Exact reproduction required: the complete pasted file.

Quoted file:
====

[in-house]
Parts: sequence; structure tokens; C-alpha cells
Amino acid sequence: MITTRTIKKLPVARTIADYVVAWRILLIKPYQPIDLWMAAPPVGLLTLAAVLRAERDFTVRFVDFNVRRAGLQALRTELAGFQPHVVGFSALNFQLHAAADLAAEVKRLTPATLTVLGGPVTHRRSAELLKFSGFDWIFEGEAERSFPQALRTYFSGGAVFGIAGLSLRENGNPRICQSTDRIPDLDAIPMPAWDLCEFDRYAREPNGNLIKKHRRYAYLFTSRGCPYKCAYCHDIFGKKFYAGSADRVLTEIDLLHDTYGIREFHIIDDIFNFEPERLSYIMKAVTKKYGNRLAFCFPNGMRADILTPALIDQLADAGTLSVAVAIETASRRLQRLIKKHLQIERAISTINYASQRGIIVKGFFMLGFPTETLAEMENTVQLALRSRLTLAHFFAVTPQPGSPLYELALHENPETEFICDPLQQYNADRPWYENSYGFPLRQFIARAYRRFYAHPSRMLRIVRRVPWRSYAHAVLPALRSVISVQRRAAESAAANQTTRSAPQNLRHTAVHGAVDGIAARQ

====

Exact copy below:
[in-house]
Parts: sequence; structure tokens; C-alpha cells
Amino acid sequence: MITTRTIKKLPVARTIADYVVAWRILLIKPYQPIDLWMAAPPVGLLTLAAVLRAERDFTVRFVDFNVRRAGLQALRTELAGFQPHVVGFSALNFQLHAAADLAAEVKRLTPATLTVLGGPVTHRRSAELLKFSGFDWIFEGEAERSFPQALRTYFSGGAVFGIAGLSLRENGNPRICQSTDRIPDLDAIPMPAWDLCEFDRYAREPNGNLIKKHRRYAYLFTSRGCPYKCAYCHDIFGKKFYAGSADRVLTEIDLLHDTYGIREFHIIDDIFNFEPERLSYIMKAVTKKYGNRLAFCFPNGMRADILTPALIDQLADAGTLSVAVAIETASRRLQRLIKKHLQIERAISTINYASQRGIIVKGFFMLGFPTETLAEMENTVQLALRSRLTLAHFFAVTPQPGSPLYELALHENPETEFICDPLQQYNADRPWYENSYGFPLRQFIARAYRRFYAHPSRMLRIVRRVPWRSYAHAVLPALRSVISVQRRAAESAAANQTTRSAPQNLRHTAVHGAVDGIAARQ